My goal is to see the office have a larger footprint, both within city government as well as in the community. When issues arise that affect Philadelphians with disabilities, I want people to think of us as a resource that is ready, willing, and able to come up with innovative yet practical solutions.
How do you think your experience will help you in your new role?
As a person with multiple disabilities who has been fighting for disability rights my entire life, I understand that making Philadelphia more inclusive will not happen overnight. My past legal and life experience has prepared me to be patient but also realize that progress can be made and measured in short-term successes. While I cannot get everyone with a disability a job within my first month, for example, I can certainly begin implementing programs that lay the groundwork for sustained employment and other improvements that will benefit Philadelphians with disabilities.
What experiences, personal or professional, led you to focus your work specifically on people with disabilities?
When I was growing up, there were always people telling me what I couldn’t do or wouldn’t be able to do. When I would tell a teacher or counselor about my dreams of being a lawyer, some of them would tell me, in a condescending voice, how great that was or that they didn’t think I could do that. That made me angry and sparked my passion to ensure that others facing discrimination and other barriers would have their rights respected. Everyone has a right to pursue their dreams no matter what their disability is, or life circumstances are.
As the Executive Director for the Mayor’s Commission on People with Disabilities, how do you view your role in the administration and in the community?
I see my role in the administration as the expert on disability policy. I want every city employee to feel comfortable in asking for my expertise on disability issues, large and small. I promise that if I can’t answer the question, I will collaborate with others to find the answer and respond to the person as soon as possible.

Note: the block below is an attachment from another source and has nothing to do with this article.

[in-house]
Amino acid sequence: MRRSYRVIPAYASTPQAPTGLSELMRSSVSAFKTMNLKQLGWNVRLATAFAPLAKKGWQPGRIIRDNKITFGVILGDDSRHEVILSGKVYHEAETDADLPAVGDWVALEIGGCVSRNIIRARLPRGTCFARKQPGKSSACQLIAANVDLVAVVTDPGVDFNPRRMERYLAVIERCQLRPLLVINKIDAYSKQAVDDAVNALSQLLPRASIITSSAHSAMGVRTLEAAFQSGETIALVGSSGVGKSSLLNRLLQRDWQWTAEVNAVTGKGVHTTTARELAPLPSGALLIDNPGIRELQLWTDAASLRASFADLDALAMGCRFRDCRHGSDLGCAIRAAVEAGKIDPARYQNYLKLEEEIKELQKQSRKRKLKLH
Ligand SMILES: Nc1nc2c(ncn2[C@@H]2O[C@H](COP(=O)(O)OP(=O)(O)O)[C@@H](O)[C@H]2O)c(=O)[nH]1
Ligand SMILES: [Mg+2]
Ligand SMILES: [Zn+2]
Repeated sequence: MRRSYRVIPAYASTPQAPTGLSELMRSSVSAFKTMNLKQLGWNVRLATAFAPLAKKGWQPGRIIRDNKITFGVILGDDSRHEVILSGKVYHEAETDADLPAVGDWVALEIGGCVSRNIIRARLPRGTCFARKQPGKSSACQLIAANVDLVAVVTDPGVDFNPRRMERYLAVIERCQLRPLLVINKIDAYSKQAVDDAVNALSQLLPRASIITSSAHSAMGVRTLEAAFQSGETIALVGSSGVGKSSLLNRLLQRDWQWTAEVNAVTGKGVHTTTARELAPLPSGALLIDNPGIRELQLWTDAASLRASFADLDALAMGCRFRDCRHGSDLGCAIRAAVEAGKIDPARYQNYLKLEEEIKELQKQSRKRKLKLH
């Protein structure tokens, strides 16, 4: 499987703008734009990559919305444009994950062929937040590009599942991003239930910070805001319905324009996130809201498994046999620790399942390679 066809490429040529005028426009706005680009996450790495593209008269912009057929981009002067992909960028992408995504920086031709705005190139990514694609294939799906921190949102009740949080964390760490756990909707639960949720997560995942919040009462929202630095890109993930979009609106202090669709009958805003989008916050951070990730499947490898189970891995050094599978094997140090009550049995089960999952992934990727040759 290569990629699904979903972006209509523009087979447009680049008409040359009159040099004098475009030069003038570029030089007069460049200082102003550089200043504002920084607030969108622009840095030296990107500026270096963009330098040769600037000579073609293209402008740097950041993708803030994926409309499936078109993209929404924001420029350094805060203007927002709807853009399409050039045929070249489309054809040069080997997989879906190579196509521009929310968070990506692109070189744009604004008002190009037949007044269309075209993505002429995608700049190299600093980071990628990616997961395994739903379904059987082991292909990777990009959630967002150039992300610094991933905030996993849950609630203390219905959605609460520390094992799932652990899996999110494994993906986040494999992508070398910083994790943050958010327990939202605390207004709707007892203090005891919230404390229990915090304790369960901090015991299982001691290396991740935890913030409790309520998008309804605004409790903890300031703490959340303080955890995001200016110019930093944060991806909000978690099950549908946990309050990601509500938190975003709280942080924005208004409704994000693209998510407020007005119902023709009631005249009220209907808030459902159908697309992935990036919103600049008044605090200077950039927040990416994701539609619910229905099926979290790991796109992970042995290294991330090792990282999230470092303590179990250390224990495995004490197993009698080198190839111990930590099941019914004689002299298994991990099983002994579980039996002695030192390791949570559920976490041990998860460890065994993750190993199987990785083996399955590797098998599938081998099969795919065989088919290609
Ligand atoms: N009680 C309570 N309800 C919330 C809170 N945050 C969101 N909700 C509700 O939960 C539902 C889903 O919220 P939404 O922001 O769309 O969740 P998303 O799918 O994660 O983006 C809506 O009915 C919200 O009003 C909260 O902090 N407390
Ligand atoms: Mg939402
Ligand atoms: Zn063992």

My role in the community is to advocate for systemic change to make Philadelphia a place where people with disabilities want to live, work and thrive. This means listening to residents to learn what systemic issues we need to prioritize and the obstacles impeding our path to progress. I am hear to listen, learn and do my very best to be responsive to what the community wants and to work within city government to achieve concrete outcomes for Philadelphians with disabilities.
The Mayor’s Commission on People with Disabilities is housed within the Office of Diversity and Inclusion. How do you see yourself working with the other Offices and Commissions that are part of ODI?
There is no way I can do this job by myself. If I thought that, I shouldn’t have been hired. With that in mind, I plan on collaborating with each staff member within Diversity and Inclusion to advocate on behalf of the disability community. I think we need an intersectional approach since disability issues impact all marginalized communities, including LGBT+, people of color, women, and low-income individuals just to name a few. This work is too important for us to be working in silos.
Is a hotdog a sandwich?
Of course not! I do love a hot dog though, especially with mustard.
What are your three favorite places in Philly?
- Walking on Forbidden Drive in the Wissahickon.
- Going to concerts at the TLA or anywhere else there is a metal show.
- My backyard in Mount Airy, the most peaceful place in the city, at least to me.